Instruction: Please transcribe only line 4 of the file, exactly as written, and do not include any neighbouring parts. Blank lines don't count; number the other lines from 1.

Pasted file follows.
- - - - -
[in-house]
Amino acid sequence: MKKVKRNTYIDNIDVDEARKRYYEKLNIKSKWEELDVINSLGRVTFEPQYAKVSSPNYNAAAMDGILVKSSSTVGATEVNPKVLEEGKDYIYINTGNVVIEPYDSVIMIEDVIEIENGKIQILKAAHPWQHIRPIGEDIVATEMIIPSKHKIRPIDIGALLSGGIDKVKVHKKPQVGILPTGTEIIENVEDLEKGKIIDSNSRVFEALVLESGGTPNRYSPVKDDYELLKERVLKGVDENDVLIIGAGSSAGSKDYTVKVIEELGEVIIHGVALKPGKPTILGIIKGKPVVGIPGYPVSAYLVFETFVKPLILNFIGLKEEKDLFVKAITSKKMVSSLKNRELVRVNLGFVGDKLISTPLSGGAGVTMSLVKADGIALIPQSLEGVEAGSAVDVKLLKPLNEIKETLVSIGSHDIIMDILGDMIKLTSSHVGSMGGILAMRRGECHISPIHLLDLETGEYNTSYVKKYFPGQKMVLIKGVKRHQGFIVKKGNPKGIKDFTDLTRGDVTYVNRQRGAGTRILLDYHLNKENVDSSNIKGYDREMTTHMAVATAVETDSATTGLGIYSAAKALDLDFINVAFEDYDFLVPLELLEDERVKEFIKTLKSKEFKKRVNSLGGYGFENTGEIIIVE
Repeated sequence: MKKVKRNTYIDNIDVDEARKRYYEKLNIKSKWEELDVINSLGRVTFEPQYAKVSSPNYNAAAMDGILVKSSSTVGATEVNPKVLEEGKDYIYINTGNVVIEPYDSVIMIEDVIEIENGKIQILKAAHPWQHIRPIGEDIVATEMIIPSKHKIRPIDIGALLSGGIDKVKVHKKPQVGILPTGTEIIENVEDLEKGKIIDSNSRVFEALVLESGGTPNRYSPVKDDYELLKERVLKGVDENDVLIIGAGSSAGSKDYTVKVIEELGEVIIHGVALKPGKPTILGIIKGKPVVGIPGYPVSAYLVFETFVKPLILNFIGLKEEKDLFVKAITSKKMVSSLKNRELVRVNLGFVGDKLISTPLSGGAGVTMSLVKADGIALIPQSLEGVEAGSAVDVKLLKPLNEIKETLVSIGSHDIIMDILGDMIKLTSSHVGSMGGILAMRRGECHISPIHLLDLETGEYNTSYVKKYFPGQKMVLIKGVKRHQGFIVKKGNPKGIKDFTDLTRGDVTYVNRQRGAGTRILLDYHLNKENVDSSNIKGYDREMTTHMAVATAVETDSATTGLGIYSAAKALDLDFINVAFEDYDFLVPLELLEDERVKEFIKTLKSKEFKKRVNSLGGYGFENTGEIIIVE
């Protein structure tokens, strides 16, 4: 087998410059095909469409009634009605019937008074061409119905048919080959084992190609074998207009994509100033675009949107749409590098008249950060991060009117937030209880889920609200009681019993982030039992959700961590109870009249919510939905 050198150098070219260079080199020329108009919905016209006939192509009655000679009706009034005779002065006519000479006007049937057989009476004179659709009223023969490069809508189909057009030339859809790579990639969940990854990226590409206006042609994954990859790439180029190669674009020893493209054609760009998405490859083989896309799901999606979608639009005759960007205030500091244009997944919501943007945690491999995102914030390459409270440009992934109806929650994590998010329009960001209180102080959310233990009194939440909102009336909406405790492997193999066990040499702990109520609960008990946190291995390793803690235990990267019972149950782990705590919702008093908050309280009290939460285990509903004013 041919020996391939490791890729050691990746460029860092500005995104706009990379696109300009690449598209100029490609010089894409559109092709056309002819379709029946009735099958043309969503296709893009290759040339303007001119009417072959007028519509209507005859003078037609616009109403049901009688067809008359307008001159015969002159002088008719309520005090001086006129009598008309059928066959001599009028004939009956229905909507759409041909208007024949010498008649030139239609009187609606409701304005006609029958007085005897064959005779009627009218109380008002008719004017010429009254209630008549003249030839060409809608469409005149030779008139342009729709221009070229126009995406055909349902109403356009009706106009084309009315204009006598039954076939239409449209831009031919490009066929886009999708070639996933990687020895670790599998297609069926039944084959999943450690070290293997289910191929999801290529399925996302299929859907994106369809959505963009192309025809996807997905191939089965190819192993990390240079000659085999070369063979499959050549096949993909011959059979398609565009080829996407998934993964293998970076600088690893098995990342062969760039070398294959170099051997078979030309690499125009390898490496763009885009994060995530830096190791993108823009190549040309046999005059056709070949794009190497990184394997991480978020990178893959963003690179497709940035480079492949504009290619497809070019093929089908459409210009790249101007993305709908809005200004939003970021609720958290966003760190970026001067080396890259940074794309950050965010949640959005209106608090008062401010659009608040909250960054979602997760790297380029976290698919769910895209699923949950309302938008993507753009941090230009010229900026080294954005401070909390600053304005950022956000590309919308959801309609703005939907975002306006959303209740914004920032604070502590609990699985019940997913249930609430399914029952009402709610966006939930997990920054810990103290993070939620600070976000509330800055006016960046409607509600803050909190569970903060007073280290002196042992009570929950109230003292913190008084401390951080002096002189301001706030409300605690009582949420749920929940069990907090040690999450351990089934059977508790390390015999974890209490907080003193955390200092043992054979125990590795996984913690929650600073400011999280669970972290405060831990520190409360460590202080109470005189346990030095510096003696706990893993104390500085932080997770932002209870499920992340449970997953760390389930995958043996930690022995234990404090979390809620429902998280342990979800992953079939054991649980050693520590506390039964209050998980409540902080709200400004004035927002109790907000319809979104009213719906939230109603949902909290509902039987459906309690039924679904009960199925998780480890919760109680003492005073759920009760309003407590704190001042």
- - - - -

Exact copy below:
């Protein structure tokens, strides 16, 4: 087998410059095909469409009634009605019937008074061409119905048919080959084992190609074998207009994509100033675009949107749409590098008249950060991060009117937030209880889920609200009681019993982030039992959700961590109870009249919510939905 050198150098070219260079080199020329108009919905016209006939192509009655000679009706009034005779002065006519000479006007049937057989009476004179659709009223023969490069809508189909057009030339859809790579990639969940990854990226590409206006042609994954990859790439180029190669674009020893493209054609760009998405490859083989896309799901999606979608639009005759960007205030500091244009997944919501943007945690491999995102914030390459409270440009992934109806929650994590998010329009960001209180102080959310233990009194939440909102009336909406405790492997193999066990040499702990109520609960008990946190291995390793803690235990990267019972149950782990705590919702008093908050309280009290939460285990509903004013 041919020996391939490791890729050691990746460029860092500005995104706009990379696109300009690449598209100029490609010089894409559109092709056309002819379709029946009735099958043309969503296709893009290759040339303007001119009417072959007028519509209507005859003078037609616009109403049901009688067809008359307008001159015969002159002088008719309520005090001086006129009598008309059928066959001599009028004939009956229905909507759409041909208007024949010498008649030139239609009187609606409701304005006609029958007085005897064959005779009627009218109380008002008719004017010429009254209630008549003249030839060409809608469409005149030779008139342009729709221009070229126009995406055909349902109403356009009706106009084309009315204009006598039954076939239409449209831009031919490009066929886009999708070639996933990687020895670790599998297609069926039944084959999943450690070290293997289910191929999801290529399925996302299929859907994106369809959505963009192309025809996807997905191939089965190819192993990390240079000659085999070369063979499959050549096949993909011959059979398609565009080829996407998934993964293998970076600088690893098995990342062969760039070398294959170099051997078979030309690499125009390898490496763009885009994060995530830096190791993108823009190549040309046999005059056709070949794009190497990184394997991480978020990178893959963003690179497709940035480079492949504009290619497809070019093929089908459409210009790249101007993305709908809005200004939003970021609720958290966003760190970026001067080396890259940074794309950050965010949640959005209106608090008062401010659009608040909250960054979602997760790297380029976290698919769910895209699923949950309302938008993507753009941090230009010229900026080294954005401070909390600053304005950022956000590309919308959801309609703005939907975002306006959303209740914004920032604070502590609990699985019940997913249930609430399914029952009402709610966006939930997990920054810990103290993070939620600070976000509330800055006016960046409607509600803050909190569970903060007073280290002196042992009570929950109230003292913190008084401390951080002096002189301001706030409300605690009582949420749920929940069990907090040690999450351990089934059977508790390390015999974890209490907080003193955390200092043992054979125990590795996984913690929650600073400011999280669970972290405060831990520190409360460590202080109470005189346990030095510096003696706990893993104390500085932080997770932002209870499920992340449970997953760390389930995958043996930690022995234990404090979390809620429902998280342990979800992953079939054991649980050693520590506390039964209050998980409540902080709200400004004035927002109790907000319809979104009213719906939230109603949902909290509902039987459906309690039924679904009960199925998780480890919760109680003492005073759920009760309003407590704190001042």